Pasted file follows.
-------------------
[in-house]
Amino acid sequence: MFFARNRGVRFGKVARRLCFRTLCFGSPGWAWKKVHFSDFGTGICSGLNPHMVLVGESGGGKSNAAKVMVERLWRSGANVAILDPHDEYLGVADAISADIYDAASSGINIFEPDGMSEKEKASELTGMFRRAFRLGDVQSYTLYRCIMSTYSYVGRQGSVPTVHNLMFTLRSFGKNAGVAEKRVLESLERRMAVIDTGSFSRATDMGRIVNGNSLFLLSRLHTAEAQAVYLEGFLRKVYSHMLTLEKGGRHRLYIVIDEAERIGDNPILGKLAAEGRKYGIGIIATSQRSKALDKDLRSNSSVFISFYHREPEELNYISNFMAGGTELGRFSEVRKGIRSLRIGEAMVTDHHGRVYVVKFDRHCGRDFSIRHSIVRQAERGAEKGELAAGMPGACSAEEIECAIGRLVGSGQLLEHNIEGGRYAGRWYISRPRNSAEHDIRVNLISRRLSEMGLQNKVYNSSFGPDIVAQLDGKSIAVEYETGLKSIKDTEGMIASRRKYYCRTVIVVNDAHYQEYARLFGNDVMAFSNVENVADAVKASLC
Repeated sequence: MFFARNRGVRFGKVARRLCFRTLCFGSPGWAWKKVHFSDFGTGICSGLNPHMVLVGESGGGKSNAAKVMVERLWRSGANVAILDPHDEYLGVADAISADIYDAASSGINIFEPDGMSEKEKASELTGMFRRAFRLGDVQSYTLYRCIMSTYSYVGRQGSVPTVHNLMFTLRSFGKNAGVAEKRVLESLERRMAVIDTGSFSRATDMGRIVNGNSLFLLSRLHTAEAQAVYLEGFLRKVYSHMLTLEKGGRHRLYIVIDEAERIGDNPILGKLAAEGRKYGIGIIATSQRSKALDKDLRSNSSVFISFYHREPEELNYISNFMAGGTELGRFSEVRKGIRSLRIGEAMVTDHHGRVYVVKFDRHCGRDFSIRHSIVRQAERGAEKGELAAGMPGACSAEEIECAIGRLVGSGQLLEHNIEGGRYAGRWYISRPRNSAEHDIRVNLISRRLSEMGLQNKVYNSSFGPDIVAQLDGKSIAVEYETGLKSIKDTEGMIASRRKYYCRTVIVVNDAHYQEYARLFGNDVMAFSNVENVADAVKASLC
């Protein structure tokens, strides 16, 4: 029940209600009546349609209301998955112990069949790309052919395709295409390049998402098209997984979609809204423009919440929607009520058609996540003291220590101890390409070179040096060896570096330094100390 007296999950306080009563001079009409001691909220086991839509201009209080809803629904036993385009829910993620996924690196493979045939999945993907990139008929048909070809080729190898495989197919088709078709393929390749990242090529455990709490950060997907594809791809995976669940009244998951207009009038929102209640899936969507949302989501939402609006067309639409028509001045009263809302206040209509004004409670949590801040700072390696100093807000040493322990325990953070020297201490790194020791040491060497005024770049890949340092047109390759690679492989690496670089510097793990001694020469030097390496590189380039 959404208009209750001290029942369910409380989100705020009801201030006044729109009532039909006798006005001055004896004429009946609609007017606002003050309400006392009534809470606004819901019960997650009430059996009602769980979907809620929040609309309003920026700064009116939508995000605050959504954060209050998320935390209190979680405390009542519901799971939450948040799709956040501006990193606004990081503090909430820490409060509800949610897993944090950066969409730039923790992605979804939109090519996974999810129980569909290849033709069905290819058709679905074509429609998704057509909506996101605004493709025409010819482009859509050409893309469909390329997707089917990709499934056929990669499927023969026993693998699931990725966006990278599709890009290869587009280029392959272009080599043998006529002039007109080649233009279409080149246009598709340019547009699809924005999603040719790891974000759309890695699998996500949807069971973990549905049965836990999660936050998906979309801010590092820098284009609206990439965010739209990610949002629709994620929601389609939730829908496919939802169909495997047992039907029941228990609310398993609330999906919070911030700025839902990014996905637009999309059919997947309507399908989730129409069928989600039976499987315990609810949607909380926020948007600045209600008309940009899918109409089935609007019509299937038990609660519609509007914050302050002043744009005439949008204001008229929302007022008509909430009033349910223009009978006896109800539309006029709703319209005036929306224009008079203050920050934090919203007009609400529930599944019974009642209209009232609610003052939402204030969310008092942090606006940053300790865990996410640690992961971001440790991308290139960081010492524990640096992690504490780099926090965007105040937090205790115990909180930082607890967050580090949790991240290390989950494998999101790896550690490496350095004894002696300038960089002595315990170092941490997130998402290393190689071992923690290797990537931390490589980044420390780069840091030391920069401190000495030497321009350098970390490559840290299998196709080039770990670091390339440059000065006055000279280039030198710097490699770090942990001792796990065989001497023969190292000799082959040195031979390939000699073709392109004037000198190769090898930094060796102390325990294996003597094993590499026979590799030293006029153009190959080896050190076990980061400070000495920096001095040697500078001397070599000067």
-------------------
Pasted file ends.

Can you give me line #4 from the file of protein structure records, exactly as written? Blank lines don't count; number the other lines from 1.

């Protein structure tokens, strides 16, 4: 029940209600009546349609209301998955112990069949790309052919395709295409390049998402098209997984979609809204423009919440929607009520058609996540003291220590101890390409070179040096060896570096330094100390 007296999950306080009563001079009409001691909220086991839509201009209080809803629904036993385009829910993620996924690196493979045939999945993907990139008929048909070809080729190898495989197919088709078709393929390749990242090529455990709490950060997907594809791809995976669940009244998951207009009038929102209640899936969507949302989501939402609006067309639409028509001045009263809302206040209509004004409670949590801040700072390696100093807000040493322990325990953070020297201490790194020791040491060497005024770049890949340092047109390759690679492989690496670089510097793990001694020469030097390496590189380039 959404208009209750001290029942369910409380989100705020009801201030006044729109009532039909006798006005001055004896004429009946609609007017606002003050309400006392009534809470606004819901019960997650009430059996009602769980979907809620929040609309309003920026700064009116939508995000605050959504954060209050998320935390209190979680405390009542519901799971939450948040799709956040501006990193606004990081503090909430820490409060509800949610897993944090950066969409730039923790992605979804939109090519996974999810129980569909290849033709069905290819058709679905074509429609998704057509909506996101605004493709025409010819482009859509050409893309469909390329997707089917990709499934056929990669499927023969026993693998699931990725966006990278599709890009290869587009280029392959272009080599043998006529002039007109080649233009279409080149246009598709340019547009699809924005999603040719790891974000759309890695699998996500949807069971973990549905049965836990999660936050998906979309801010590092820098284009609206990439965010739209990610949002629709994620929601389609939730829908496919939802169909495997047992039907029941228990609310398993609330999906919070911030700025839902990014996905637009999309059919997947309507399908989730129409069928989600039976499987315990609810949607909380926020948007600045209600008309940009899918109409089935609007019509299937038990609660519609509007914050302050002043744009005439949008204001008229929302007022008509909430009033349910223009009978006896109800539309006029709703319209005036929306224009008079203050920050934090919203007009609400529930599944019974009642209209009232609610003052939402204030969310008092942090606006940053300790865990996410640690992961971001440790991308290139960081010492524990640096992690504490780099926090965007105040937090205790115990909180930082607890967050580090949790991240290390989950494998999101790896550690490496350095004894002696300038960089002595315990170092941490997130998402290393190689071992923690290797990537931390490589980044420390780069840091030391920069401190000495030497321009350098970390490559840290299998196709080039770990670091390339440059000065006055000279280039030198710097490699770090942990001792796990065989001497023969190292000799082959040195031979390939000699073709392109004037000198190769090898930094060796102390325990294996003597094993590499026979590799030293006029153009190959080896050190076990980061400070000495920096001095040697500078001397070599000067």